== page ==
The UCI has announced details of this year’s inaugural World Cycling Tour (UWCT), comprising a series of events around the world, one of which may be in the UK, that will allow amateur cyclists of all ages to qualify for the 2011 Amateur Cycling World Championship, to be held in the Belgian region of Liège on 10 and 11 September and race for the rainbow jersey.
The top riders in each age group at the qualifying events will earn the right to race in Belgium – a previous announcement from the UCI said 10% in each group would qualify – where the route will include sections of roads used in Liège-Bastogne-Liège.
Although details are still to be finalised, the Ardennes town of Stavelot appears likely to host the start and finish of the race, with the first 100km of the route taking in features familiar from Liège-Bastogne-Liège, including the Côte de Wanne, Rosier and Vecquée, ahead of a five lap closing circuit.
When the competition, which replaces the UCI Masters World Championships, was announced last November, the UCI said that there would be up to 15 qualifying events and invited organisers wishing to have their races considered as part of the series to get in touch.
For now, seven events have been confirmed, all of them with a distance of between 100km and 180km, with some also featuring a time trial element of between 20km and 40km. the UCI added that “negotiations are still under way for qualifier events in Spain, the United Kingdom, Greece, Denmark and France.”
The events so far confirmed are:
- 14 and 16 April: Perth (Australia)
- 8 May: Gran Fondo New York (USA)
- 15 May: Gran Fondo Eddy Merckx - Village Palmela (Portugal)
- 12 June: Marathon Franja BTC (Slovenia)
- 18 June: Gran Fondo Eddy Merckx (Belgium)
- 20 and 21 August: Echelon Gran Fondo Colorado / Fort Collins (USA)
- 28 August: Gruyère Cycling Tour (SUI)
The UCI says that the events are aimed at “well trained amateurs: in other words, the typical profile of the Gran Fondo rider,” and the governing body’s president, Pat McQuaid, says: “It’s no coincidence that the UWCT and the UCI WorldTour (former ProTour) have such similar names.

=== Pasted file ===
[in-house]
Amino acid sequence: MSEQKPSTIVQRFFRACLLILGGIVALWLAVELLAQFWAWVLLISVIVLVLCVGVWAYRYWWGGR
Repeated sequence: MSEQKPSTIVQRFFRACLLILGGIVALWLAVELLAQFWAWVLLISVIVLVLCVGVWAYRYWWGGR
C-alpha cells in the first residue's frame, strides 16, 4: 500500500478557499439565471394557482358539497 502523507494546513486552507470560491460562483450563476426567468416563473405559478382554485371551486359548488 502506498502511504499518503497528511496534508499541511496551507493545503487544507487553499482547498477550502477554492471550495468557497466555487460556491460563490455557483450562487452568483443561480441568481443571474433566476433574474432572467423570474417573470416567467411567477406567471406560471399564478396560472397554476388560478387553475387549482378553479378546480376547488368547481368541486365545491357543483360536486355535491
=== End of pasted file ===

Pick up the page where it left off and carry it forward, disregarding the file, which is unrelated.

“We want the amateur cyclist who is devoted to the sport to have a taste of high level racing, and ultimately race for a World Champion title. The UWCT is how we are going to take amateur cycling to the next level. We are really looking forward to the opening of the series."
The UCI says that venues chosen for the qualifying races “must meet strict organisational criteria and offer added touristic value,” and has entered into a partnership with sports marketing business Golazo Tours to launch the UWCT Corporation which it staes “will take on the overall organisation, coordination and marketing of the qualifier races.”
Christophe Impens, Managing Director of Golazo Sports, commented: "Participants in the UWCT will have the chance to discover some of the world's most beautiful regions and participate in fantastic events that are accessible to everyone. By combining both attractive competitions and touristic interest in the regions, we should be able to see the long-term success of the UWCT."
More information can be found on the UWCT website.
Born in Scotland, Simon moved to London aged seven and now lives in the Oxfordshire Cotswolds with his miniature schnauzer, Elodie. He fell in love with cycling one Saturday morning in 1994 while living in Italy when Milan-San Remo went past his front door. A daily cycle commuter in London back before riding to work started to boom, he's been news editor at road.cc since 2009. Handily for work, he speaks French and Italian. He doesn't get to ride his Colnago as often as he'd like, and freely admits he's much more adept at cooking than fettling with bikes.